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Cooking (and Contemplating) New England

“Plumb Cake," from Amelia Simmons’s American Cookery (1796)

A yeasted "Plumb Cake" from the first American cookbook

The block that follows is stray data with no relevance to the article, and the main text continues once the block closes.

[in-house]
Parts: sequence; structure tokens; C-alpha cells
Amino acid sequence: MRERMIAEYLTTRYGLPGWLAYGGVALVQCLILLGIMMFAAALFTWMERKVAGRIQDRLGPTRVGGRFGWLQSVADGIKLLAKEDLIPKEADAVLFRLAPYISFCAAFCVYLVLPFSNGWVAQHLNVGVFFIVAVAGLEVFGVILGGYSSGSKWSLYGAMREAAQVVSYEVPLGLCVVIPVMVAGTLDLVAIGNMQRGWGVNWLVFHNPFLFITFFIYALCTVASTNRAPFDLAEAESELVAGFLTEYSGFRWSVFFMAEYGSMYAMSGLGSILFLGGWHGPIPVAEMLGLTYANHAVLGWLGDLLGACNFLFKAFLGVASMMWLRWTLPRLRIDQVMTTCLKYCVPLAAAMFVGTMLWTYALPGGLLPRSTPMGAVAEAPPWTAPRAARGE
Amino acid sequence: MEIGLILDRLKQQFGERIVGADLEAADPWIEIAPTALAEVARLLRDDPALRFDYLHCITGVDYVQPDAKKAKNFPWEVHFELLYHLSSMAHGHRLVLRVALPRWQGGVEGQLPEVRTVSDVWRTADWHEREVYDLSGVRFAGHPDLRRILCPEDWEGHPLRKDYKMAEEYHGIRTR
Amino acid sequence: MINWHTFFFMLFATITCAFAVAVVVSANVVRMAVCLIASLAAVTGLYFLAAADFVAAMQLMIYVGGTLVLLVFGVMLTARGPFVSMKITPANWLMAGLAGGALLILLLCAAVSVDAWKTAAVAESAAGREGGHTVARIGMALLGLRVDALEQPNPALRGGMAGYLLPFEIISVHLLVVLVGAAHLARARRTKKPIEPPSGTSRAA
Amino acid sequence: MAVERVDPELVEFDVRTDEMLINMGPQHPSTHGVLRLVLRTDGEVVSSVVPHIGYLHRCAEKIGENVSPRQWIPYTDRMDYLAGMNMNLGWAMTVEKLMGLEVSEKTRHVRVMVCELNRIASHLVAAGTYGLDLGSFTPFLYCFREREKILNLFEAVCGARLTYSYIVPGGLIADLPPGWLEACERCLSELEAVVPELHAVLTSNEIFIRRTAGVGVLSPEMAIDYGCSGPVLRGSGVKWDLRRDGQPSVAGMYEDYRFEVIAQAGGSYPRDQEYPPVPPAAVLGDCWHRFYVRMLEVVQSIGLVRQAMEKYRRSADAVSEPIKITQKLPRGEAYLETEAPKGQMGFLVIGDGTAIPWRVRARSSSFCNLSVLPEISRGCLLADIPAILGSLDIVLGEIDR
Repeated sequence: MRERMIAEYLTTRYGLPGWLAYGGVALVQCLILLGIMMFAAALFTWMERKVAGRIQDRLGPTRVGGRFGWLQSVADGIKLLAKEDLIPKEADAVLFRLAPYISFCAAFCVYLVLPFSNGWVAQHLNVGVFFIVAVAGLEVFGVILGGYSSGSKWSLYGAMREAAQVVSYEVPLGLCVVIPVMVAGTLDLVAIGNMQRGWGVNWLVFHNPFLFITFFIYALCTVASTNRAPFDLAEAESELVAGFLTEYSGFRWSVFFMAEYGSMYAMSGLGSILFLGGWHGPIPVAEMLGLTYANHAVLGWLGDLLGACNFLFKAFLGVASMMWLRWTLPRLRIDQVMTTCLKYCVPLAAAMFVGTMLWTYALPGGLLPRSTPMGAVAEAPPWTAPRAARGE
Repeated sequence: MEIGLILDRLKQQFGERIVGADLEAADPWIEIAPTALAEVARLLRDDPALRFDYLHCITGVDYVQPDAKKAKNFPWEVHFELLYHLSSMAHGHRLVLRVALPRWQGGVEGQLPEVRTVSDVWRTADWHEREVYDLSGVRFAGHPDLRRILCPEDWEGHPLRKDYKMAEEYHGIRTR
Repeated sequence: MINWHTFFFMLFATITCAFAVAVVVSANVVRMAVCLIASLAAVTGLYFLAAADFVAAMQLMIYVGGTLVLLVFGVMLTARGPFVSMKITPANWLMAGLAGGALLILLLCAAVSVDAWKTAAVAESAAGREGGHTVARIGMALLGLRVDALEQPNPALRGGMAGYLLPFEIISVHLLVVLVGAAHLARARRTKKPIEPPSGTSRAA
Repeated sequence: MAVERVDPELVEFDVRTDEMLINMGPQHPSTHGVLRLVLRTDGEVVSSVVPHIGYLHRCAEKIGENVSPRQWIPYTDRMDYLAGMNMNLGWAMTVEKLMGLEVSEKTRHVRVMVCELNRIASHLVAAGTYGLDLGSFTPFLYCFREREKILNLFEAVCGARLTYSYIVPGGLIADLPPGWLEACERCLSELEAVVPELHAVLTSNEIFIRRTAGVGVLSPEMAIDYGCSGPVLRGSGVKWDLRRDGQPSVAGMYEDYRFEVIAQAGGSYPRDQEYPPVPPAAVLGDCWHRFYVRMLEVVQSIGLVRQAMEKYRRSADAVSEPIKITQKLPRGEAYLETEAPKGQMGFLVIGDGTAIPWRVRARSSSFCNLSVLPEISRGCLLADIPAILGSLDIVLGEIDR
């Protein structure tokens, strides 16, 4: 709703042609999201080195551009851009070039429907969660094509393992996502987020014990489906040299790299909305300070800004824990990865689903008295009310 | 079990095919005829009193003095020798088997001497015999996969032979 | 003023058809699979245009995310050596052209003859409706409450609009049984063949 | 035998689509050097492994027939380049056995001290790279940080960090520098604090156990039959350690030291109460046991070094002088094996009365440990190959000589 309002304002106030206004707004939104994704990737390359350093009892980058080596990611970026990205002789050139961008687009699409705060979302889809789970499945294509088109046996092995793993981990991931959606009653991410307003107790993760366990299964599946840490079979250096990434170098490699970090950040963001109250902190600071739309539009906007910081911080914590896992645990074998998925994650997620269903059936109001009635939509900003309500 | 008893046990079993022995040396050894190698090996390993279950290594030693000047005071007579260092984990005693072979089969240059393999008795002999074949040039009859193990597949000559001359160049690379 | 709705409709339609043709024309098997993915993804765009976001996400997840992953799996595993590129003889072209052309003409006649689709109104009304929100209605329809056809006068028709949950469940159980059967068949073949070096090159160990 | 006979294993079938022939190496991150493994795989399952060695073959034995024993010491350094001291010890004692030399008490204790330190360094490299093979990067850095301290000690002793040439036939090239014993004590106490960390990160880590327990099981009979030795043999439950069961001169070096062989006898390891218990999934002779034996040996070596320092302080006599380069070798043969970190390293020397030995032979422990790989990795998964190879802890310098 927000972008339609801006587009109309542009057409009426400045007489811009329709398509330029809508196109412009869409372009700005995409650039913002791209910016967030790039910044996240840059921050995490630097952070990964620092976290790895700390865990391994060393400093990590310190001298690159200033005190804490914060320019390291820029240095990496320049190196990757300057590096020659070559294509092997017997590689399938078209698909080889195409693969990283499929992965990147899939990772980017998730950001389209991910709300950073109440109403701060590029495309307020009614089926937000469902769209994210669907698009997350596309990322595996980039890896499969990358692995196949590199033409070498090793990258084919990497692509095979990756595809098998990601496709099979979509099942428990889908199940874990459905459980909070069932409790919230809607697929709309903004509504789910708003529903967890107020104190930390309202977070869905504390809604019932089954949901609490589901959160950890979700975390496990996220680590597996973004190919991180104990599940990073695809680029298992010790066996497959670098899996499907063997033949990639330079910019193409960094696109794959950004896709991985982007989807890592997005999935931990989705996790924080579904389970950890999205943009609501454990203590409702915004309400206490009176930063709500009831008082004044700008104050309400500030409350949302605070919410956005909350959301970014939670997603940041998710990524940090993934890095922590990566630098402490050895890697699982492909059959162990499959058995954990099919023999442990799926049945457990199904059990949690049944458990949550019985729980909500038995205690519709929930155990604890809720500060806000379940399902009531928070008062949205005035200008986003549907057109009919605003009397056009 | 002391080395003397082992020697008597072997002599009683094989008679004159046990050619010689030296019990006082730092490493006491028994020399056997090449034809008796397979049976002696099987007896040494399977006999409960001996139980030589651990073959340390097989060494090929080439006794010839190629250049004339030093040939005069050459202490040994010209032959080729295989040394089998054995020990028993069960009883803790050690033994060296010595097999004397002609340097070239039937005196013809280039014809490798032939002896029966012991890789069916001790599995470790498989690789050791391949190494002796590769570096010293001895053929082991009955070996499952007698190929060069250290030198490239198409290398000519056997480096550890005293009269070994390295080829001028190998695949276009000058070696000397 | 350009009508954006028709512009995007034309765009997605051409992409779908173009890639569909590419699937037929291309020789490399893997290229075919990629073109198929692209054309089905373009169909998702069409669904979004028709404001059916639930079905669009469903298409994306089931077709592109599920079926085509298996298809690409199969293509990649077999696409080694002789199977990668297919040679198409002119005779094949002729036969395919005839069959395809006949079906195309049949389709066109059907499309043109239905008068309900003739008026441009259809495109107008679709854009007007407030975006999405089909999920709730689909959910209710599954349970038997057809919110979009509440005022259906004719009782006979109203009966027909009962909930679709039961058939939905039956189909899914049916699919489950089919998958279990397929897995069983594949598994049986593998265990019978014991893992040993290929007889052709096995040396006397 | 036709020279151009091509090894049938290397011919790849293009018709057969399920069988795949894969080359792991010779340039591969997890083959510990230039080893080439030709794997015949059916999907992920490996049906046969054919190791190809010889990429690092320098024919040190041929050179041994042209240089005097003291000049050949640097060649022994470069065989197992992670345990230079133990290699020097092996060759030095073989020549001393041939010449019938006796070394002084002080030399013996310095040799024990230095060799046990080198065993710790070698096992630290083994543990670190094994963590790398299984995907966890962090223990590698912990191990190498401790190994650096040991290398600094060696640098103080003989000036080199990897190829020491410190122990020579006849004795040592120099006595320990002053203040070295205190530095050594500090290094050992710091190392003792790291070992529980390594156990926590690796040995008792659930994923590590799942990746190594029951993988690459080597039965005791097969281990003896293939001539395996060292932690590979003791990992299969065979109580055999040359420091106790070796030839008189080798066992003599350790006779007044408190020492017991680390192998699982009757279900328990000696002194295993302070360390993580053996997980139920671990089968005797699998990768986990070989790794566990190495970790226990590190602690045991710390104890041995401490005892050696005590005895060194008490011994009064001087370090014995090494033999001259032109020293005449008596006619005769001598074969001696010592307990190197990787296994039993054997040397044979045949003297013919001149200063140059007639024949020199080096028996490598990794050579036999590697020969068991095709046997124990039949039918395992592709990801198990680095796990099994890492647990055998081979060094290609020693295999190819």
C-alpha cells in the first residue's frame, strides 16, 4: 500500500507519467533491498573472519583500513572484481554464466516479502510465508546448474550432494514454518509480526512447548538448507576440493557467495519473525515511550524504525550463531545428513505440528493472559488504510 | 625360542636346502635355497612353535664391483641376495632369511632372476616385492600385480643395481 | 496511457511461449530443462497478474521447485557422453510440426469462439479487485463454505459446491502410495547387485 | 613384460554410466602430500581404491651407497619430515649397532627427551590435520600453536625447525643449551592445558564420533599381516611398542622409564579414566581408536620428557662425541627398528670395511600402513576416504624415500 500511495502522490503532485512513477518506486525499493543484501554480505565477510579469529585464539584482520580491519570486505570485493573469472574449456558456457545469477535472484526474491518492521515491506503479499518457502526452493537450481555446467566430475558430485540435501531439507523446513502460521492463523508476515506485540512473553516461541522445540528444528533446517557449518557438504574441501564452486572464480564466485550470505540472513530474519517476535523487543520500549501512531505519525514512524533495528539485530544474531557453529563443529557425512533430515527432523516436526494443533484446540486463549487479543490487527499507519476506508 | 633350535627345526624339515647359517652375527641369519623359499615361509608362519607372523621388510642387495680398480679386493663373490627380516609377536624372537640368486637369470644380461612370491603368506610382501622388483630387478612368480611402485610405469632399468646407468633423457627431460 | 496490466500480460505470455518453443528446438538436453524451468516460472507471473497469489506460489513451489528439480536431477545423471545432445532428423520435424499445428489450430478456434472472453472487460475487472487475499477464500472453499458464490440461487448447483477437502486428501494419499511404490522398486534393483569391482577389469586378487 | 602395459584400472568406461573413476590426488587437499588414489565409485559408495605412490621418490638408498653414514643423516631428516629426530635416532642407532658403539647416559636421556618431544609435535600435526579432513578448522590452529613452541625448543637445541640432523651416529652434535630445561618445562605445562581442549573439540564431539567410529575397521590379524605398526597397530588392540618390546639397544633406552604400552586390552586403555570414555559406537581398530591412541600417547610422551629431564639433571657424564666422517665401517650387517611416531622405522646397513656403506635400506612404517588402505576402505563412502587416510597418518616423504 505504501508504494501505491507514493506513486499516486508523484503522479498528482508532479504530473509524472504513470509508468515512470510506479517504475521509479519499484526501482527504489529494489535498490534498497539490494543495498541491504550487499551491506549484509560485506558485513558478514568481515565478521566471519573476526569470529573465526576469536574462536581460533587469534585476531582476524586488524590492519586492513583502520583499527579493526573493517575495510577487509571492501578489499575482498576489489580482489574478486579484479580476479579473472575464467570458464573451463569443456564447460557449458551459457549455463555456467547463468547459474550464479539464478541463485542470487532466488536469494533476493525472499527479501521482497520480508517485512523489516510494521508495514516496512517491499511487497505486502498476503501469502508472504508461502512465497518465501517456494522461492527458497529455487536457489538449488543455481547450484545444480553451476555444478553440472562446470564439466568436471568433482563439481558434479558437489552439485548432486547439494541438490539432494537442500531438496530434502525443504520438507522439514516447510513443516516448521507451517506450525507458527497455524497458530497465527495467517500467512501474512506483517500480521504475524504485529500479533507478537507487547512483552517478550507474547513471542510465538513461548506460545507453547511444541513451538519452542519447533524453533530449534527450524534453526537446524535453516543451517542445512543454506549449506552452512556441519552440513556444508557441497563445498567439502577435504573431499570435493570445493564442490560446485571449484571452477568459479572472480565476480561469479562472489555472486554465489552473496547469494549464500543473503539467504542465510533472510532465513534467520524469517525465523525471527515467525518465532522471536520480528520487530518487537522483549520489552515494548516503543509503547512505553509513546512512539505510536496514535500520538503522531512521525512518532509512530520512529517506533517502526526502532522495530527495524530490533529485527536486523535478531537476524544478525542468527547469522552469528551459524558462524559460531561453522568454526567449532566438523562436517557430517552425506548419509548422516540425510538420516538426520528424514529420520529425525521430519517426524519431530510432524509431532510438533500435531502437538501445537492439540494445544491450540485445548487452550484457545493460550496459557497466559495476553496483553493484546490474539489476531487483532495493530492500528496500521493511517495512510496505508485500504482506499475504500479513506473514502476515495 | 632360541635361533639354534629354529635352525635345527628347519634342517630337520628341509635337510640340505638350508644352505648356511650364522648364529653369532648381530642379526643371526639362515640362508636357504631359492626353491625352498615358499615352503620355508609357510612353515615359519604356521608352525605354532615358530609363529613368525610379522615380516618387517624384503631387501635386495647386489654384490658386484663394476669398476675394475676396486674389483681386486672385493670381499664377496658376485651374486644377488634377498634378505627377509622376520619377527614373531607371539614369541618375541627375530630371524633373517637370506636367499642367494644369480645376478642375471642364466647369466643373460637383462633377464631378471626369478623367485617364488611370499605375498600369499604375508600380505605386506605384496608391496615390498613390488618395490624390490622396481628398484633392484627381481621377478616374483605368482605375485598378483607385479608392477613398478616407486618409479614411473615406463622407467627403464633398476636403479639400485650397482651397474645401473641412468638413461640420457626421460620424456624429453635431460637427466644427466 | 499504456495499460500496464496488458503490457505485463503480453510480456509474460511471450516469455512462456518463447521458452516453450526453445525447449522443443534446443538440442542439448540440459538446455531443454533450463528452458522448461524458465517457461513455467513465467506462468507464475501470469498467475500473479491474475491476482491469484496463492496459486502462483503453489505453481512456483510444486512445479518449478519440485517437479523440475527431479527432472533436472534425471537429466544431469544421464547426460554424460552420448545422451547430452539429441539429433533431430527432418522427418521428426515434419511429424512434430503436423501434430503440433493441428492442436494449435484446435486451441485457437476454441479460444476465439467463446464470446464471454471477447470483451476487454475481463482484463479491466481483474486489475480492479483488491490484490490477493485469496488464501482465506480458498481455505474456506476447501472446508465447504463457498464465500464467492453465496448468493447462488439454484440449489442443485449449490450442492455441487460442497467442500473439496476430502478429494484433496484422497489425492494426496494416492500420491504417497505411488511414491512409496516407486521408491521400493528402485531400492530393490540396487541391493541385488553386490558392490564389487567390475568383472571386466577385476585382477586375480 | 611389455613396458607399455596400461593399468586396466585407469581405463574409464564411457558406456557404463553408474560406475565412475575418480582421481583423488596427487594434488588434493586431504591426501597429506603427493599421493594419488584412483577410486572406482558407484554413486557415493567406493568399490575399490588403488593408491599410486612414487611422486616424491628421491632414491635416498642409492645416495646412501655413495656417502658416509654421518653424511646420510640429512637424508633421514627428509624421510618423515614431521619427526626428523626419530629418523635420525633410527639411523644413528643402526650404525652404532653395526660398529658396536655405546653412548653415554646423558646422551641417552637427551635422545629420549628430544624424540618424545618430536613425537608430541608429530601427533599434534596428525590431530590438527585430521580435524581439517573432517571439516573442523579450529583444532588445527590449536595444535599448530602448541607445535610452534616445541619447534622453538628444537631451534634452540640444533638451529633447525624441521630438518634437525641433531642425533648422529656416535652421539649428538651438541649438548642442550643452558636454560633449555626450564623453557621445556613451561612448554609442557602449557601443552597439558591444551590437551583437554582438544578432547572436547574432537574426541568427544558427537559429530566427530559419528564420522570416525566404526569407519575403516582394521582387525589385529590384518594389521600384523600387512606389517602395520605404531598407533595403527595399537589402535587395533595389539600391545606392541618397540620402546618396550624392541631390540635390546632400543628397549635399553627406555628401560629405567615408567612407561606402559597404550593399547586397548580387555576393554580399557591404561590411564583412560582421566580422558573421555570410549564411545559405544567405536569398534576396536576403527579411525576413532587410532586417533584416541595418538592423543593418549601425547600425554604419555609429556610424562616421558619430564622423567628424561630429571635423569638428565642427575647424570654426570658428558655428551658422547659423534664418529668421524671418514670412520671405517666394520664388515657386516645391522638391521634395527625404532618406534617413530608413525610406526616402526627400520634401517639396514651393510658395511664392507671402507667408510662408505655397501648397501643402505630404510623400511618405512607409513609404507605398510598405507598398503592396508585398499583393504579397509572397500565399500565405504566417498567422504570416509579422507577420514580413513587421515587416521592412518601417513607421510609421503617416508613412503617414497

In New England, Christmas didn't become an important holiday until about the middle of the nineteenth century. The Puritans distinctly objected to Christmas celebrations. In time, they became less strict about some of their beliefs, but not their hostility to Christmas. But the Puritans and their descendants weren't nearly as consistent as they liked to think they were. In the eighteenth century, when Thanksgiving began to develop as the most important regional holiday, New Englanders began sneaking Christmas in by the back door, featuring traditional English Christmas foods in their Thanksgiving feasts. That's how turkey became the centerpiece of the American Thanksgiving dinner. It's also how several traditional English Christmas desserts like mince pie and plum pudding found their way onto the festive New England board. The recipe we're going to tell you about in this post, for "Plumb Cake," is an example of an English treat that became popular in New England for Thanksgiving and, later on, for Christmas. Read More 

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